So the saying goes, “Better late than never.” Such is the case with the HTC’s 2013 flagship, the HTC One, for Verizon Wireless. Months after the spring release on AT&T, Sprint and T-Mobile, the Verizon HTC One launched August 22 but is still every bit the flagship device HTC intended. How does it stack up to the current crop of devices for Big Red? Read on to find out.
Everything that you loved (or hated) about the HTC One from the other carriers is present. In the past few days of use I found myself picking up both my T-Mobile HTC One and the Verizon Wireless HTC One not knowing the difference without looking for the subtle differences in the software. That’s a good thing.
The HTC One’s gorgeous 4.7 inch, Full HD 1080p, 468 PPI display is powered by a Qualcomm® Snapdragon™ 600, quad-core CPU clocked at 1.7GHz with 2 GB DDR2 RAM. Verizon is only carrying a Glacier Silver model (having Glamour Red as well would have been quite appropriate) with 32GB on-board storage. As there is no removable storage, this may be a deal breaker for the media moguls out there.
The machined aluminum body is identical to the other HTC One models and it is worth stating the build quality is still impressive and you know you are holding a premium device. The physical button layout is same with an IR blaster built into power button along the top left edge with a 3.5mm audio jack on the top right. Along the top right edge of the HTC One are flush volume keys. The bottom of the HTC One houses the main microphone and micro-USB charging port. Finally along the top left edge is the micro-SIM card tray and pin hole for the SIM tool.
Front side along the top are the proximity and light sensors, speaker and front facing, 2.1 MP, wide angle camera. Moving down is 4.7″ worth if Full HD 1080p display previously mentioned bordered along the bottom edge with the capacitive dual button arrangement, back and home, and prominent HTC (thankfully not the Verizon as rumored) logo between the buttons. Of note, the home button operates the same as other models but with the addition of the option to swiping up or long press to open Google Now or swipe up for Google Now and long press to open the menu. Finally the bottom speaker to complete the HTC BoomSound stereo experience.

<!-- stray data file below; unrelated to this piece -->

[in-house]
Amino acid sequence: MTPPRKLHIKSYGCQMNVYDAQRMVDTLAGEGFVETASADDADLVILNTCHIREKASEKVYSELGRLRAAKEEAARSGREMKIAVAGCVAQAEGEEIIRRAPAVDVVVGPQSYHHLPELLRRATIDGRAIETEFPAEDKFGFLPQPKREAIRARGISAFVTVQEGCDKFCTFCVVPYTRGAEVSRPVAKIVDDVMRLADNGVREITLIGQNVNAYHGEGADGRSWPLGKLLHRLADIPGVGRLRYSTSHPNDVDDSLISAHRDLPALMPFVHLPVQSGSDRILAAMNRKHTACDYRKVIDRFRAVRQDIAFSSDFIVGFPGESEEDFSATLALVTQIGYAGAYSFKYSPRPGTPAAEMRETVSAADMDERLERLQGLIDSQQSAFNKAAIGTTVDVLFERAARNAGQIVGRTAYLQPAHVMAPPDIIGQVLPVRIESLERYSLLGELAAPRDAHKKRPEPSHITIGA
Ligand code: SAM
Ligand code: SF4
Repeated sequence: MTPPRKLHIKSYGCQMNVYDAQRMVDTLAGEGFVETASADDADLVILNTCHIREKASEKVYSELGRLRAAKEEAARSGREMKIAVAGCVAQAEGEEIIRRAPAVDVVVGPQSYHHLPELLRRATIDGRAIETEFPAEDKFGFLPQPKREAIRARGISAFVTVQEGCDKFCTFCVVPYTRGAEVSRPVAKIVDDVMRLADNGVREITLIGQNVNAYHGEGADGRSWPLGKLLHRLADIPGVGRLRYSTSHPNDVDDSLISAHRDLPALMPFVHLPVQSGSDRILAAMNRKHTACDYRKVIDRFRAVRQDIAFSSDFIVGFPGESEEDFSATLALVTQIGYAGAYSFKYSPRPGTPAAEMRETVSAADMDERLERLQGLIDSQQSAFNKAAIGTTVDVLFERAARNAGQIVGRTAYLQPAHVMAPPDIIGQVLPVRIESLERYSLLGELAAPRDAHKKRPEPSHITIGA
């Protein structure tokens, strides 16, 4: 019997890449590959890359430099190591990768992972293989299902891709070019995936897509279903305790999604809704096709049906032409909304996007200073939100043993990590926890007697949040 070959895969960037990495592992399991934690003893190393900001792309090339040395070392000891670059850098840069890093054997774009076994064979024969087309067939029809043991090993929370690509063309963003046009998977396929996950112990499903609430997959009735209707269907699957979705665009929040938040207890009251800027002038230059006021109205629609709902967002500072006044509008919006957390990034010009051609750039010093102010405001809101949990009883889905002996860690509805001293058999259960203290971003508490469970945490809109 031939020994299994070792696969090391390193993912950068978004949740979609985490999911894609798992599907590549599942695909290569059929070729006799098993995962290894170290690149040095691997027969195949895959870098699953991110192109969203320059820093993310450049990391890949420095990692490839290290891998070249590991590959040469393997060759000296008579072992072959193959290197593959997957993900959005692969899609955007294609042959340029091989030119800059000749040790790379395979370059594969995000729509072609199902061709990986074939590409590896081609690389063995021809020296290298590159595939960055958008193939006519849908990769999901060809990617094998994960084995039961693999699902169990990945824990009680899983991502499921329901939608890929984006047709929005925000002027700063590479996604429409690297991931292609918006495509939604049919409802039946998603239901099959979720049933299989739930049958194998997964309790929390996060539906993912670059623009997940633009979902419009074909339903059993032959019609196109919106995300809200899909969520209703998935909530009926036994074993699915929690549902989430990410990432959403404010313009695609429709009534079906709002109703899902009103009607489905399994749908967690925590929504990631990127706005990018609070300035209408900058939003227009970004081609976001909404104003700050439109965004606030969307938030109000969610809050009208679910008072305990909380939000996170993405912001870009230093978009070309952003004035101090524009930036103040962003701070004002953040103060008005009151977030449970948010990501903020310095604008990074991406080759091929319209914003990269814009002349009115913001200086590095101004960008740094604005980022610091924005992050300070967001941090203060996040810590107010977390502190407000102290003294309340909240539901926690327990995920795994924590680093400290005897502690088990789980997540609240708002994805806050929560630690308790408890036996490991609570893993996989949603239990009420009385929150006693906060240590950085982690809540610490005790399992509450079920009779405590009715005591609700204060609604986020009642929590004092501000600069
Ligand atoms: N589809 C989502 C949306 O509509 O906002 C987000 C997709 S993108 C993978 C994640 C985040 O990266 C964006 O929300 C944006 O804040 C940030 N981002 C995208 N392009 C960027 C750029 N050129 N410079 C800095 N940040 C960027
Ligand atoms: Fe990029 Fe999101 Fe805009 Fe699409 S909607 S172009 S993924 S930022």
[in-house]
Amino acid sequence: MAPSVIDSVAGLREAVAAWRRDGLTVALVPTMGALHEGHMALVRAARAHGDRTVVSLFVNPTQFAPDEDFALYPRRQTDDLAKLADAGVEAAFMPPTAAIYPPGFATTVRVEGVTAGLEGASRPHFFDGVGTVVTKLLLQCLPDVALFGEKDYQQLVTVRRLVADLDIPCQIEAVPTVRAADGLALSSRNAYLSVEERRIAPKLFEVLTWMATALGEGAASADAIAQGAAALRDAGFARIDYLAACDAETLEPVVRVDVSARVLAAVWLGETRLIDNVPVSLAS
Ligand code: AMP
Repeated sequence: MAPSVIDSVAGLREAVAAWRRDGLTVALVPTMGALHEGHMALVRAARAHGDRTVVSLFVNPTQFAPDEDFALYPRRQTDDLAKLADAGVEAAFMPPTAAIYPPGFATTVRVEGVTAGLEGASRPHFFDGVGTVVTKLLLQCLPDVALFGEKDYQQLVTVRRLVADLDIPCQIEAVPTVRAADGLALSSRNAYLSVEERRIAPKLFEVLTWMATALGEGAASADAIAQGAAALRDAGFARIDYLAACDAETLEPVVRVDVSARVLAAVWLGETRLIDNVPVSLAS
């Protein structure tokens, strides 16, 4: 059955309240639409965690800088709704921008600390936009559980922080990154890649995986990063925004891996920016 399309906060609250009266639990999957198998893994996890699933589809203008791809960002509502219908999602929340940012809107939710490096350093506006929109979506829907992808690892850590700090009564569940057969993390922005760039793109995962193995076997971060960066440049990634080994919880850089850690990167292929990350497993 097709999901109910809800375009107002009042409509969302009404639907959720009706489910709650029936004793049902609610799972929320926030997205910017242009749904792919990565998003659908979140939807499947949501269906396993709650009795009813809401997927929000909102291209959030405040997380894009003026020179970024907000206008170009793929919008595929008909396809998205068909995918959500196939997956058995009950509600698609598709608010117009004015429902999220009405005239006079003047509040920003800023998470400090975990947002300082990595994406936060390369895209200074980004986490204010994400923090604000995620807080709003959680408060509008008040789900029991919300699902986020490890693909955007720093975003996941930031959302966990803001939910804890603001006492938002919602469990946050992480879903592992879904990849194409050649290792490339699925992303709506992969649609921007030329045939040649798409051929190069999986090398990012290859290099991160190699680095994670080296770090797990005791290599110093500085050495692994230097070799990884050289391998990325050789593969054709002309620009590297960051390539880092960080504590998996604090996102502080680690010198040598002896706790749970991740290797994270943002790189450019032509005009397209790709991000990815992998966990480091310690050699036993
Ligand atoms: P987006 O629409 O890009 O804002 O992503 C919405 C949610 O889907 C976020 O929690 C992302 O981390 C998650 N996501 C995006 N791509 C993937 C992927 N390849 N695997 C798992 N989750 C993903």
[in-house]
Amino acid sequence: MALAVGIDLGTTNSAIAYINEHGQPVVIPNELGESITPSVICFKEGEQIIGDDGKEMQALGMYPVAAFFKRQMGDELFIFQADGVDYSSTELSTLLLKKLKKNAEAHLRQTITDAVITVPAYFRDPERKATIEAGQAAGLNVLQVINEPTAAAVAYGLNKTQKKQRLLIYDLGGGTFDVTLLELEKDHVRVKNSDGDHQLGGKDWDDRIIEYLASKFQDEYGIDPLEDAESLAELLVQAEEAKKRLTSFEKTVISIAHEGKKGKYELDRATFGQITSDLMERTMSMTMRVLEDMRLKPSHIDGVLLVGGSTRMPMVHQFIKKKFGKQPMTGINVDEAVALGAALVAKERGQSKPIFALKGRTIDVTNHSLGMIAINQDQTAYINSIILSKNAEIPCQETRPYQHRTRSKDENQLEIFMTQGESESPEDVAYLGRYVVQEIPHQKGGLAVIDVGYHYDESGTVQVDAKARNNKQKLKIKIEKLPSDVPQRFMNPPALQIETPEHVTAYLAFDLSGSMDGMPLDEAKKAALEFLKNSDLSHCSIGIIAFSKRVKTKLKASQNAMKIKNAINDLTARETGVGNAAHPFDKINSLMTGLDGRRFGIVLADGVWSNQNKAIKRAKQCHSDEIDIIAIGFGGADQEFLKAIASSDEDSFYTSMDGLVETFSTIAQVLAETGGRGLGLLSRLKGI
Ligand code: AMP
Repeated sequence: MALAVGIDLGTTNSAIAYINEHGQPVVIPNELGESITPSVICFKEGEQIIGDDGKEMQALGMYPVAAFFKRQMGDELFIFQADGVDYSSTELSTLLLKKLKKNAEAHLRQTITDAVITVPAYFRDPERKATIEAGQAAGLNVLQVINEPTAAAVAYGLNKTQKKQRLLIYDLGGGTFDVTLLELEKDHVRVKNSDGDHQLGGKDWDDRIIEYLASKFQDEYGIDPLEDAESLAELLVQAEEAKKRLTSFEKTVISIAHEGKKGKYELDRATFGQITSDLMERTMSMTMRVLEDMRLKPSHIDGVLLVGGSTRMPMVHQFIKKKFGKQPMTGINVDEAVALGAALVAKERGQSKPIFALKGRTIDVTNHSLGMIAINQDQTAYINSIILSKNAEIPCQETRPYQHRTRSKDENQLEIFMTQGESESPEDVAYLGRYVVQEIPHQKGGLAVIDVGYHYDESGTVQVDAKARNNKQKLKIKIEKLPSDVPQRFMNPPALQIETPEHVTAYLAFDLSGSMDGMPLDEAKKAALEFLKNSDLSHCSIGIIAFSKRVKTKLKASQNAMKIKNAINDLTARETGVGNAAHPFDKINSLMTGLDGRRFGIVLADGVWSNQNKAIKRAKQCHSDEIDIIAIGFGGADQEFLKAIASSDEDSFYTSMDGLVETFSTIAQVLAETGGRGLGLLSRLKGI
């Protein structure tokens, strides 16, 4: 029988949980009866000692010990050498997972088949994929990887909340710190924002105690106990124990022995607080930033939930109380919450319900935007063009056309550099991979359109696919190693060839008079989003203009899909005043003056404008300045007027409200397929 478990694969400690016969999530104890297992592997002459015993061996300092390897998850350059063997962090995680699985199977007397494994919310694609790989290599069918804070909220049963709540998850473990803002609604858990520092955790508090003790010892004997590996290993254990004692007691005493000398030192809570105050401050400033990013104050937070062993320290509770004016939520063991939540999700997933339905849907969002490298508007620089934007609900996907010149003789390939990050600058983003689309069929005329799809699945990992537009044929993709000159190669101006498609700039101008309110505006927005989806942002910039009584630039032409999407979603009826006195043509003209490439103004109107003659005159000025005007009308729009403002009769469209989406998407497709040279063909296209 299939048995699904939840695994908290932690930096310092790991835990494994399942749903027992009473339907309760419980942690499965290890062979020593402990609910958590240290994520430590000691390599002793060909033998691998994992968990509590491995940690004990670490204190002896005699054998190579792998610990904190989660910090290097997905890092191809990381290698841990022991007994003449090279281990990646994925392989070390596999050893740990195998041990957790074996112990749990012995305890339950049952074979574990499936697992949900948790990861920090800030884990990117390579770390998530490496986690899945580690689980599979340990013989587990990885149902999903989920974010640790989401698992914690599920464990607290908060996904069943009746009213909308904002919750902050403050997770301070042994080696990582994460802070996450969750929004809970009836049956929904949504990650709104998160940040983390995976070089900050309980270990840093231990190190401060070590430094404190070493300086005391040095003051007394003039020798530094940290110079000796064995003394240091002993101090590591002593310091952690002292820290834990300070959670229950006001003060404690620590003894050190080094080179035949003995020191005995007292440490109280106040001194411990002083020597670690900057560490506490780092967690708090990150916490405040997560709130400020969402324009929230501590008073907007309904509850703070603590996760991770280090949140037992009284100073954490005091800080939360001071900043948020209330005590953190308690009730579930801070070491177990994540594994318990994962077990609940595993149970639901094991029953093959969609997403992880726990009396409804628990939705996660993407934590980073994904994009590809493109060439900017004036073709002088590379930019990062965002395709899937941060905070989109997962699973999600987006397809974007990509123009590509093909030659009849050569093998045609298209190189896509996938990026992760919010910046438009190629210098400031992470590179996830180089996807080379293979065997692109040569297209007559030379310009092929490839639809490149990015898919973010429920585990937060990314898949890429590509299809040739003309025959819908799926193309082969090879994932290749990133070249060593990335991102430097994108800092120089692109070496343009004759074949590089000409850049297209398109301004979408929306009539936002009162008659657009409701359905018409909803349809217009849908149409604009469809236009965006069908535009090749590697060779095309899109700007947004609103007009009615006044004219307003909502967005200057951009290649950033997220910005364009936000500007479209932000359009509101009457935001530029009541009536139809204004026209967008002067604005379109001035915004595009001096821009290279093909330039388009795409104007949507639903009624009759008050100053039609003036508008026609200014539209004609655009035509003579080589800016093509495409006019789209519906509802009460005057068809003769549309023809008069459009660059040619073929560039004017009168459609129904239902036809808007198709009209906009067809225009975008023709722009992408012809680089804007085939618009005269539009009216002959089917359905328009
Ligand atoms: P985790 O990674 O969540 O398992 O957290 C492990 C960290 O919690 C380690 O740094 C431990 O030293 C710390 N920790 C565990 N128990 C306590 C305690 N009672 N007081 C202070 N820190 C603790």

The back of the HTC One is made of machined aluminum with inlaid plastic strips (this is the “zero-gap” construction) for the NFC and cellular antennas. Prominent in the top center is the HTC’s UltraPixel camera and flash. An ambient noise microphone is located in the top right. The center of the device has an inlaid HTC logo and the conspicuous Verizon Wireless markings – the only external hint this is a Verizon device – are at the bottom above the Beats Audio logo and required FCC markings.
HTC’s controversial UltraPixel Camera is present producing images from 2.0 µm pixels on a 1.3″ BSI sensor. I am not a photographer but found it produces good quality low light photos and really great photos in daylight. HTC Zoe’s are neat and you can also use the gallery software to create short vignettes. The camera version shipped on the Verizon HTC One is 5.1.611099 but takes identical photo’s (as far as I can tell) as it’s GSM brethren running a recently updated to 5.0.636939.
The HTC One includes a 2300mAh, non-removable, battery that will have you looking for the charger at the end of the day. It is rated to 18 hours talk time on 3G but running on LTE that goes down quick. I was getting in the 11-12 hour range with moderate use. This is not unlike what I experience with other LTE enabled GSM verisons but I am surprised Verizon did not include an option in the settings to use it on CMDA only. I found that it was hitting 10% by bedtime so it may be a good idea to invest in an external battery to top charge as needed if you plan to bring the HTC One on longer day outings. HTC Droid DNA owners that upgrade to the HTC One are also likely to miss the Qi wireless charging.
Sense 5.0 and Android 4.2.2
The Verizon Wireless HTC One ships with HTC’s Sense 5.0 UI running on top of Android 4.2.2. Big Red seems to have shown some restraint in customization this time as the experience is quite similar to other models with only minor changes the settings menu (which could be part of Android 4.2.2) and, of course, their own 4GLTE logo.